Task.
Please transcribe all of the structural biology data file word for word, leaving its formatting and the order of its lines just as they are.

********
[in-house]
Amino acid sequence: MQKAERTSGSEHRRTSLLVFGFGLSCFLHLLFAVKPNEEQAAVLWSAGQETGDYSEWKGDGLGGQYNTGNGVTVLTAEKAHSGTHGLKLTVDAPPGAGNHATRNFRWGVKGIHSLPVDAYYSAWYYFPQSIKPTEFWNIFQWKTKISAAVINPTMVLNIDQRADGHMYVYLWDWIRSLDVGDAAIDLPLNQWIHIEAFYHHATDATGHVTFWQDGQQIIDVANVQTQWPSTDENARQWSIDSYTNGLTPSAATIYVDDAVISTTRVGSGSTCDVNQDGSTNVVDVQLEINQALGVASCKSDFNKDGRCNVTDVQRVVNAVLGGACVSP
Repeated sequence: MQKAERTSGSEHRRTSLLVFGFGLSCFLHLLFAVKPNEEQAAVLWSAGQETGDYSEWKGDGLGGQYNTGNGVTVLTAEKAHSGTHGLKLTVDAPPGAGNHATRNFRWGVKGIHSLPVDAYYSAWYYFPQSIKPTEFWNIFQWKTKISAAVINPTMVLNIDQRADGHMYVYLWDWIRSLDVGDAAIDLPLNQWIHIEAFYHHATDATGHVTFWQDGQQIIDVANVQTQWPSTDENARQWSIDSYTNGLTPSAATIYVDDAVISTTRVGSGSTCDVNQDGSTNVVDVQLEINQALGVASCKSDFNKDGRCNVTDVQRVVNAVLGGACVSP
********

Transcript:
[in-house]
Amino acid sequence: MQKAERTSGSEHRRTSLLVFGFGLSCFLHLLFAVKPNEEQAAVLWSAGQETGDYSEWKGDGLGGQYNTGNGVTVLTAEKAHSGTHGLKLTVDAPPGAGNHATRNFRWGVKGIHSLPVDAYYSAWYYFPQSIKPTEFWNIFQWKTKISAAVINPTMVLNIDQRADGHMYVYLWDWIRSLDVGDAAIDLPLNQWIHIEAFYHHATDATGHVTFWQDGQQIIDVANVQTQWPSTDENARQWSIDSYTNGLTPSAATIYVDDAVISTTRVGSGSTCDVNQDGSTNVVDVQLEINQALGVASCKSDFNKDGRCNVTDVQRVVNAVLGGACVSP
Repeated sequence: MQKAERTSGSEHRRTSLLVFGFGLSCFLHLLFAVKPNEEQAAVLWSAGQETGDYSEWKGDGLGGQYNTGNGVTVLTAEKAHSGTHGLKLTVDAPPGAGNHATRNFRWGVKGIHSLPVDAYYSAWYYFPQSIKPTEFWNIFQWKTKISAAVINPTMVLNIDQRADGHMYVYLWDWIRSLDVGDAAIDLPLNQWIHIEAFYHHATDATGHVTFWQDGQQIIDVANVQTQWPSTDENARQWSIDSYTNGLTPSAATIYVDDAVISTTRVGSGSTCDVNQDGSTNVVDVQLEINQALGVASCKSDFNKDGRCNVTDVQRVVNAVLGGACVSP